“We should not be putting giant concrete bunkers in such a significant heritage area,” says Dutch-born Arundel Street resident Roel Loopers, a retired photographer, energetic blogger and a champion of responsible development in a city he cares about passionately.
“There are several other areas in and around Fremantle that would be more suitable, such as Jones Street in O’Connor, which was the preferred location of the City of Fremantle. Simone [McGurk] can talk all she wants about the wonderful things that would come with development but film studios are fenced-off compounds. The whole idea that it will attract thousands of people to Victoria Quay and activate the area is ridiculous.“
Loopers says he is not anti-development. He wants to see the city thriving, with jobs created and an influx of new residents. But he believes that everyone involved in promoting the studio “have stars in their eyes” and are ignoring the basic needs of the residents and visitors. “There is no masterplan for the whole area, which would include the Roundhouse and connectivity to the city from both ends behind the railway station.”
John Dowson, president of the Fremantle Society, is another long-time heritage activist concerned that a studio is a threat to a precinct of national importance. He is cynical about the Hollywood sell. “Fremantle is a world-famous heritage town. Those values need to be added to, not diminished by juvenile hyperventilation,” thundered Dowson in a letter to The Post.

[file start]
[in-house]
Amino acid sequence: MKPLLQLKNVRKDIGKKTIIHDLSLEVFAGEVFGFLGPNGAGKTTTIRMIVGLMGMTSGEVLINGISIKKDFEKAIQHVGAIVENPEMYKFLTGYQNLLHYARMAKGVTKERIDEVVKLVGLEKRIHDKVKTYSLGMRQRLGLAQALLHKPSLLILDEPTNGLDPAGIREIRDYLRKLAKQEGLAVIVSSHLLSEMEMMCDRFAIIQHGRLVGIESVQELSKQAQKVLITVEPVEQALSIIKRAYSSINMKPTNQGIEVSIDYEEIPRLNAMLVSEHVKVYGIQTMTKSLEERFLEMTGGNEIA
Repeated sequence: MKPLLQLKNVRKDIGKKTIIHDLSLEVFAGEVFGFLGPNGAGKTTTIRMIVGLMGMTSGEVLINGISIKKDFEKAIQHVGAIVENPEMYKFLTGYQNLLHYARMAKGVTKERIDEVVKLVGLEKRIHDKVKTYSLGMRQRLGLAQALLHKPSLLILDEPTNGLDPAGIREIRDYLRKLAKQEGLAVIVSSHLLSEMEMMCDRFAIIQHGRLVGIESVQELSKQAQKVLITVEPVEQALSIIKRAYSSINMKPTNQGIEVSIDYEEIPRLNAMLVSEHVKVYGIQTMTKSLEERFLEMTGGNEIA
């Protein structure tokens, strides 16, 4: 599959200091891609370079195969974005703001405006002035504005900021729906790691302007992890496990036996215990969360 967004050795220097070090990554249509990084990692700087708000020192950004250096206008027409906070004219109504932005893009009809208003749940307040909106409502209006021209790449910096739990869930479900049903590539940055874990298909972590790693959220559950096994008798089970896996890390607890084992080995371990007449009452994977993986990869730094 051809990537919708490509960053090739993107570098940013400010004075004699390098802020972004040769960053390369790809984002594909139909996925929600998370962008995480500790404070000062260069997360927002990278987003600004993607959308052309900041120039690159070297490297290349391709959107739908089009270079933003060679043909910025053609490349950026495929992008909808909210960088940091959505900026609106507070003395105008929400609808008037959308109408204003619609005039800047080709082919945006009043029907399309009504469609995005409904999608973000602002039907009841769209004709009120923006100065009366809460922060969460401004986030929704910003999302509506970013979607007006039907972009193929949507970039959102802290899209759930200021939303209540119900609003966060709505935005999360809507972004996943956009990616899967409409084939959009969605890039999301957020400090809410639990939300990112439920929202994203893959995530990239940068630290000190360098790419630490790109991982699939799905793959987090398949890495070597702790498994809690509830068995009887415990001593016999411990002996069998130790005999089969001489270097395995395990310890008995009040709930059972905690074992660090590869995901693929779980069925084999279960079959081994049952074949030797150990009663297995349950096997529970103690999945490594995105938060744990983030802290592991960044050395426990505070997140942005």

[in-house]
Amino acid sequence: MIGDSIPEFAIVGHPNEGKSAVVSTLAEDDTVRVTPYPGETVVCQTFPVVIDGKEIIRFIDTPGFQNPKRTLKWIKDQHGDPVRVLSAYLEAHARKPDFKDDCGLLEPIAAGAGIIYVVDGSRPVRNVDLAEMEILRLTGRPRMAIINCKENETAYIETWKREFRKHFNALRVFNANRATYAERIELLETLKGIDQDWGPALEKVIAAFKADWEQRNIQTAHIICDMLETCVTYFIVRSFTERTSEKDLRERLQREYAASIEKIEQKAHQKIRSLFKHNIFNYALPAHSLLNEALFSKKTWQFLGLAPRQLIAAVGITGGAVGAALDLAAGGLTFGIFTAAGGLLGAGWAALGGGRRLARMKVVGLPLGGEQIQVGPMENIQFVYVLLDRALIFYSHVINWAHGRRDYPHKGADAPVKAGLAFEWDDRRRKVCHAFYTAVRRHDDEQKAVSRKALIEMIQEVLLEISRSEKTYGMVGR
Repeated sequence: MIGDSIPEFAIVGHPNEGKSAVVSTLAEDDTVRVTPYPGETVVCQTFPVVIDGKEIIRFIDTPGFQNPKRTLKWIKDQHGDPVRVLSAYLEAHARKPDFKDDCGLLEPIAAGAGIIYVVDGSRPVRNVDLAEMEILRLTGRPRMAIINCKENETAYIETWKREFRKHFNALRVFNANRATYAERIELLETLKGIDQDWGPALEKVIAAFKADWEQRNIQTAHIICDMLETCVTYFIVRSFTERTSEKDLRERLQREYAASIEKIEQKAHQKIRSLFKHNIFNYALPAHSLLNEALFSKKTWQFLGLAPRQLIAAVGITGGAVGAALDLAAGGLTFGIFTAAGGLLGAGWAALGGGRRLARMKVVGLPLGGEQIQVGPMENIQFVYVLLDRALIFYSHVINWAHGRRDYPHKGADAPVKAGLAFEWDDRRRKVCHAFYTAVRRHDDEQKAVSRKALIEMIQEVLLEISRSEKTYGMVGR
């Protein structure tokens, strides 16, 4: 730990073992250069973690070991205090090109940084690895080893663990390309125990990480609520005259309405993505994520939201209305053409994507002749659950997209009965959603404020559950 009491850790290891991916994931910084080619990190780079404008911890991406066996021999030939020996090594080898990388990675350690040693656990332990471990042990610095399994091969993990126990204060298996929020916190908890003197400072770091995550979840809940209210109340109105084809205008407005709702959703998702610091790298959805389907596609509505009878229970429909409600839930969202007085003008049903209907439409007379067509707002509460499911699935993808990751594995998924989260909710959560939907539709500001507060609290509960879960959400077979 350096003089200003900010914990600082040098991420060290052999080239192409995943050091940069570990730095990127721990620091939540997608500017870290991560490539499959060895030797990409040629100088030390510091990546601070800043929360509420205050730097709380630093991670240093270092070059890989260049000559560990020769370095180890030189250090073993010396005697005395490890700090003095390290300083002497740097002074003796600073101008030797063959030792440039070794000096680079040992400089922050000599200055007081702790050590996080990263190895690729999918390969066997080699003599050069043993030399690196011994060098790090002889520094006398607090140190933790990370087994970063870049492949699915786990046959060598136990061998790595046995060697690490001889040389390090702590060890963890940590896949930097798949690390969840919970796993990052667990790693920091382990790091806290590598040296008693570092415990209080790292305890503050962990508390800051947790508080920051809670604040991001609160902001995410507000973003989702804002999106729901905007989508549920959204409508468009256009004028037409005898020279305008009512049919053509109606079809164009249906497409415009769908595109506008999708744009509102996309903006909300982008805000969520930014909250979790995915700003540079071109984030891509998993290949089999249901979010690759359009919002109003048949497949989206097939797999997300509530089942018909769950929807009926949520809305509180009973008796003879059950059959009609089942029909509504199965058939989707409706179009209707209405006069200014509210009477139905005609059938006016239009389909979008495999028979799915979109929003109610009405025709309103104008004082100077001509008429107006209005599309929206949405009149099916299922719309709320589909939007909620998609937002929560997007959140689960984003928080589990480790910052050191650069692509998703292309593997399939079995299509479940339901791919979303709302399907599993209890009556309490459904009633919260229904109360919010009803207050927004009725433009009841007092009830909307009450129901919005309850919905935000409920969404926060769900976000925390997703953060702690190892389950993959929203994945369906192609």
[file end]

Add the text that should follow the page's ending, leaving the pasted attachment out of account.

Anywhere in Fremantle but Victoria Quay
While planning for the studios is still in its early days – the restrictions around the Market-Led Proposal process means I could not view the documentation – local screen practitioners are thrilled that the government is so interested in their industry. “You’d be an idiot to knock back a $100 million investment,” a veteran producer told me.
But there’s a real concern that the site is not optimal for film production. “Fremantle is the perfect place for a studio but not Victoria Quay,” argues producer Kate Separovich (Dirt Music), a resident of the area who would like nothing better than to be able to ply her trade a short drive from home.
“The major problem is the lack of space, which also restricts expansion. If you look at Fox Studios in Sydney they have Centennial Park nearby. If they need to spill out into an open area or build something of scale and bring it into the soundstage they have a large open area they can call upon. Centennial Park is almost their backlot. They did this on the Peter Rabbit sequel and is what they are doing on Thor: Love and Thunder.”
Secondly, a movie studio is a place of work, says Separovich. “We are an industry. Our interaction with the general public comes when the movie is released. We do not want the public getting close to where we are making our product. Even in Los Angeles, where you can pay for a studio tour, you get nowhere near where the work is being done.”
While she feels Victoria Quay is the wrong place for a major filmmaking facility – “A much better option is a vast open area just south of the city,” she argues – Separovich believes the Fremantle area is absolutely the right place for the proposed film hub.